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Yanagi

Motif Information
Motif yanagi 01.jpg
Rōmaji Yanagi
English Willow
Kanji
Kana やなぎ
Season Late spring
Seasonal Exceptions Summer
Auspicious Yes
Motif Type Tree
Pronounciation
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Yanagi is a willow tree (Salix spp.). There are numerous species of yanagi both native to Japan and imported from China and Korea. The most iconic is the weeping willow (Salix babylonica) introduced from China.

Yanagi are deciduous trees with paired oval-shaped leaves. Their flowers are called catkins, and appear as a fuzzy "spike" before new leaves in the spring. Yanagi love damp soil and are often seen growing by streams or rivers. They can easily be propagated by placing a cut branch in water; it will rapidly grow roots.

Salicin can be extracted by soaking willow bark or leaves in water. Salicin is metabolized in the body into salicylic acid, a precursor to aspirin. Salicylic acid is mainly used topically today to treat skin conditions like acne or dandruff.

Yanagi musubi was popular among geisha in the Taisho period and remains popular with Tokyo based geisha today. Famous sights (meisho) of Yoshiwara and Shimabara were the "look-back willow" at the exits.

Seasonal Use, Exceptions & Pairings

Yanagi and sagi on inro in the collection of LACMA
White-Robed Kannon (白衣観音図, c.1857) seated under yanagi, grasping a branch in her hand by Kawanabe Kyōsai in the collection of the Boston Museum of Fine Arts


Yanagi is associated with late spring when their yellow-green leaves begin to appear. Yanagi can also be used into summer if there are summer motifs included in the design. Yanagi under snow is more rarely seen in textile designs than in the fine arts and naturally takes on the winter seasonality of the snow.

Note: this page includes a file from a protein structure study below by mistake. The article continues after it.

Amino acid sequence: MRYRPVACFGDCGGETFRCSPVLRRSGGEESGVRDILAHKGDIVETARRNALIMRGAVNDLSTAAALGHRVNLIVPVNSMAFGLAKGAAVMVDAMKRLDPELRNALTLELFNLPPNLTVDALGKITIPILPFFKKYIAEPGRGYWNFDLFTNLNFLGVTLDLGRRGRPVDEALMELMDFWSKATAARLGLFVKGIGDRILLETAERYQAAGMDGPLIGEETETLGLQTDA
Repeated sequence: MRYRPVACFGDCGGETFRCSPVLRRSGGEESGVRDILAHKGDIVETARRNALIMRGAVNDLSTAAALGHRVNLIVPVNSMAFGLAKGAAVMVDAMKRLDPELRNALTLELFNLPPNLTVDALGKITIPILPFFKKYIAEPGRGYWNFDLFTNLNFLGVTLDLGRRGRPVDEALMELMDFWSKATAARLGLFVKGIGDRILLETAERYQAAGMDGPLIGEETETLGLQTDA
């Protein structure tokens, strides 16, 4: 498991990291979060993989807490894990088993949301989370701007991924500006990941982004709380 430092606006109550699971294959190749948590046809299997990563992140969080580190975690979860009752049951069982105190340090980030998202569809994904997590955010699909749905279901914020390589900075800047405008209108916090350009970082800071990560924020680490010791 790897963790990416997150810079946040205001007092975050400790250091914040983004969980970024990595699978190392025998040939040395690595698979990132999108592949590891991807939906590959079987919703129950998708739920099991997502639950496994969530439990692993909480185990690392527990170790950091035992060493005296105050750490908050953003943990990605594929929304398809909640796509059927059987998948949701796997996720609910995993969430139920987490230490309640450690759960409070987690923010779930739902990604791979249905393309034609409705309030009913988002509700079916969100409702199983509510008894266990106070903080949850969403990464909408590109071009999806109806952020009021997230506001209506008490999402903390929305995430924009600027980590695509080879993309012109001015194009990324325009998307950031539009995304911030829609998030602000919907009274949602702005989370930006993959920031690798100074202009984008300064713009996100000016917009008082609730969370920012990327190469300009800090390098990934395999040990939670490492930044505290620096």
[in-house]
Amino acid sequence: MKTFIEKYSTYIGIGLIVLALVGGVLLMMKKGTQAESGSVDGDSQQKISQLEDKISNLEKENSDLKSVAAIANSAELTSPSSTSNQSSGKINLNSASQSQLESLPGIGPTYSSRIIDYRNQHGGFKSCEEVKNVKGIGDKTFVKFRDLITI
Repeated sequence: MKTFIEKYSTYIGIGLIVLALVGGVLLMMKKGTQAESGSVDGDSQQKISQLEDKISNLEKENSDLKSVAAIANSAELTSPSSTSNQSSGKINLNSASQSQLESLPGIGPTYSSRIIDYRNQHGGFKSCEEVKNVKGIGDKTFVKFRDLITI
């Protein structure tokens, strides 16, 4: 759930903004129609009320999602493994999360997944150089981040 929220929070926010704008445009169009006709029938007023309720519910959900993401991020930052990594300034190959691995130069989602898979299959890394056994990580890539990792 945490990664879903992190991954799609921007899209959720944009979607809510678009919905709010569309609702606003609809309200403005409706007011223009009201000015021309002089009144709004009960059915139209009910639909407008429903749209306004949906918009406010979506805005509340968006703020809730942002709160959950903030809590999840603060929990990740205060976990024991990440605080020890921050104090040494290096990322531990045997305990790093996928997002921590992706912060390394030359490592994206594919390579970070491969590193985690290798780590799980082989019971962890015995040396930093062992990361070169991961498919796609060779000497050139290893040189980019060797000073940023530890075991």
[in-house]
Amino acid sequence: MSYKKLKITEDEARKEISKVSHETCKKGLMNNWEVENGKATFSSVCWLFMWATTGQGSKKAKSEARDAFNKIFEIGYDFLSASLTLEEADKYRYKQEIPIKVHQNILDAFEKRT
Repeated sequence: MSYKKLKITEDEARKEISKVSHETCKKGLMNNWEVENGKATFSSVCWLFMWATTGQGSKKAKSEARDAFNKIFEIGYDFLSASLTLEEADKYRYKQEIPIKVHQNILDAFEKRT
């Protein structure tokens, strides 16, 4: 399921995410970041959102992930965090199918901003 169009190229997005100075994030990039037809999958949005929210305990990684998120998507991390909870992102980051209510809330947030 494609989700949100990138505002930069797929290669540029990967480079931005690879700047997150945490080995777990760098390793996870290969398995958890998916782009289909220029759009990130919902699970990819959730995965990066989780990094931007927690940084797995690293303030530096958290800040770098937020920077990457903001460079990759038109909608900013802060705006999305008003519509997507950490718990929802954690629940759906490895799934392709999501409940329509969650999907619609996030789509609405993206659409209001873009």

Motif Connotations & Symbolism

Yanagi is highly associated with feminity.

Auspicious Nature

From the Chinese, the Japanese received the beliefs that yanagi could "ward off demons, prevent blindness, and purify."[1]

Yanagi branches were used as a women's hair decoration on the third day of the third month, during the Heian era, as a wish for a long and healthy life. Today, yanagi are placed near the dolls displayed for Hina Matsuri. In chado, yanagi may be displayed around the New Year for its auspicious connotations as well as during Hina Matsuri.

Yanagi is also highly associated with Kannon, the Buddhist goddess of mercy. She is often depicted as holding a willow branch in her right hand that she uses to sprinkle healing water from a jar in her left hand.

Common Motif Pairings

Identification & Style Variations

Yanagi have gracefully drooping branches, most easily confused with weeping sakura. However, yanagi bear catkins, a flower without petals, unlike sakura with their easily distinguished five petal flowers.

Motif Examples

Motif in Literature & Other Usage

The “Looking Back” Willow on the Nihonzutsumi Embankment, Shin-yoshiwara (新吉原日本堤見帰柳, 1853) from the series Famous Places in Edo (江戸名所) by Utagawa Hiroshige


Karyūkai (花柳界) is written with the kanji for flower, willow, and world leading to Flower and Willow World being a common Anglicization for the separate realm inhabited by geisha and oiran. Yanagi were planted at the exits of the famous pleasure districts of Yoshiwara (and later Shin-Yoshiwara), Shimabara, and Shinmachi.

In Poetry

One of the most famous poems about yanagi was written by the Heian era Buddhist priest, Saigyō:

道のべに michi nobe ni Alongside the way
清水流るる shimizu nagaruru Clear water flows
柳影 yanagi kage In the willow's shade
しばしとてこそ shibashi tote koso Thinking, I'll stay for just awhile
立ちどまりつれ tachitomaritsure I stood rooted


Matsuo Bashō was directed by a local official to the same willow four centuries later and wrote this response, presumably after standing awhile and watching the field nearby being planted:

田一枚 ta ichimai One field planted
植て立去る uete tachisaru I take my leave
柳かな yanagi kana of the willow


Saigyō's poem is also the basis for a Noh play, Yogyo yanagi (The Priest and the Willow) in which a wandering priest and his disciples are guided to the willow tree of the poem. Having achieved a great age and having become withered, the willow is ready to achieve enlightenment according to the beliefs of Pure Land Buddhism.

Article Notes

Relevant Threads / Discussions

  • Link to any relevant threads on IG

References

  1. Baird, Merrily. Symbols of Japan: Thematic Motifs in Art and Design. Rizzoli Press. 2001. p.66.

Image Credits

  • Sarcasm-hime

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